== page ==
difficulty of amending Constitution a result of the slave trade?
chmyankel at live.com
Wed Oct 14 20:05:25 PDT 2009
One issue not referenced in the article abstract I circulated earlier tonight is whether the Constl Convention proposal to require two-thirds of the states to ratify amendments (instead of three-fourths, as eventuated) was defeated by a coalition intent on protecting the slave trade. Following is what I say on pp. 57-58. The issue is not central to my argument, but I'd be interested in any reaction
the Constitutional Convention of 1787, James Wilson of Pennsylvania proposed that approval by
two-thirds of the states should suffice for amendments. Wilson’s
motion was defeated by a vote of only six to five. The six states voting against the motion were
New Jersey, North
Carolina, South Carolina, and Georgia. Wilson
then moved to require approval of three-fourths of the states, which was
appears that much or most opposition to Wilson’s
initial two-thirds proposal was related to the protection of the African slave
trade. The three deeper-South states
that were interested in protecting the slave trade – North
Carolina, South Carolina, and Georgia
– voted as a bloc against the two-thirds proposal.
This vote occurred before a provision was inserted in Article V making the
protection of the African slave trade until 1808 completely unamendable;
that provision was inserted later on the same day. Moreover, Massachusetts
two of the three Northern states that voted against the two-thirds proposal,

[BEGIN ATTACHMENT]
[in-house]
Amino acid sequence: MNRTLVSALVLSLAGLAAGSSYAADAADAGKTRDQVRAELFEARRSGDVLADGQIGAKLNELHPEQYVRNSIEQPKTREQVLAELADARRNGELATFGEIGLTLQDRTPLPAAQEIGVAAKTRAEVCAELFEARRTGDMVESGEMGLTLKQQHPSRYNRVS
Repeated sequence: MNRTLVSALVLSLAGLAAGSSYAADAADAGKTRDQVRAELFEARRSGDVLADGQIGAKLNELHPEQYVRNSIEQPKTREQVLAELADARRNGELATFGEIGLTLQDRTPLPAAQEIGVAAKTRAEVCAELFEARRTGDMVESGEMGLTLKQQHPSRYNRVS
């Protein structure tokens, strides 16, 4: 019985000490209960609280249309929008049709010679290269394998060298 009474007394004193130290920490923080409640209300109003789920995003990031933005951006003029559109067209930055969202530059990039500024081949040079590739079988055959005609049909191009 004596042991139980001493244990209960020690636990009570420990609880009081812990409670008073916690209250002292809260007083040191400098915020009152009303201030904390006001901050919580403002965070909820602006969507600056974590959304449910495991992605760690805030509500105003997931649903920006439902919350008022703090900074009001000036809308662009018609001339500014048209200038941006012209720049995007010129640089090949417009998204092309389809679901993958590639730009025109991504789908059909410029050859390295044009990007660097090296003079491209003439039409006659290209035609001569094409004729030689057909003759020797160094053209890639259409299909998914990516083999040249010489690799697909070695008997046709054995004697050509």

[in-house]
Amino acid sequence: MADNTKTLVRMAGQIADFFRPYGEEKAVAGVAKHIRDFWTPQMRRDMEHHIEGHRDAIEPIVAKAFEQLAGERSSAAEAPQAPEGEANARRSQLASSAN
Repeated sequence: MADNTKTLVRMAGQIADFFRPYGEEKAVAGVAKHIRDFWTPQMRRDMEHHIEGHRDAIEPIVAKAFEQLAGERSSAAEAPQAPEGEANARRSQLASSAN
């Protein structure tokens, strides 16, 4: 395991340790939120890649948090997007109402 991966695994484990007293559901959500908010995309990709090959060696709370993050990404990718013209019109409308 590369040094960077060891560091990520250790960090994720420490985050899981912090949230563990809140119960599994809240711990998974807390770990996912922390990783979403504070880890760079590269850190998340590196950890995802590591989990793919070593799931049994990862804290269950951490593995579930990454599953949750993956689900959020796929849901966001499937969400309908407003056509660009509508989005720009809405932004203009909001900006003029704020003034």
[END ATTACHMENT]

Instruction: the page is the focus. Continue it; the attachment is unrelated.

had allied themselves with the deeper-South states on matters concerning the
African slave trade, in order to gain approval for what became the Commerce
clause. The votes of Massachusetts
against the two-thirds proposal may have represented a continuation of their
support of the slave-trading interest, although these states may also have had
any event, the bloc vote of the deeper-South states suggests that the
Constitution would have been a little easier to amend if it were not for the
interest of some states in protecting the slave trade.
 2 The Records of the Federal Convention of 1787,
at 558 (Max Farrand ed., 1911).
amendment which may be made prior to the year one thousand eight hundred and
eight shall in any manner affect the first and fourth clauses in the ninth
section of the first article…” U.S. Const. art. V.
2 Records of the Federal Convention,
supra note 149, at 559.
 See Finkelman, Slavery and the Founders, supra note 9, at 27-31; David
Brian Robertson, The Constitution and America’s Destiny 180-81
 To my
knowledge, this history has not previously been discussed in connection with
the originalism debate. Finkelman
mentions the three-fourths requirement in Article 5, Finkelman, Slavery and the Founders, supra note 9 at 8, but he does not
discuss it in detail.
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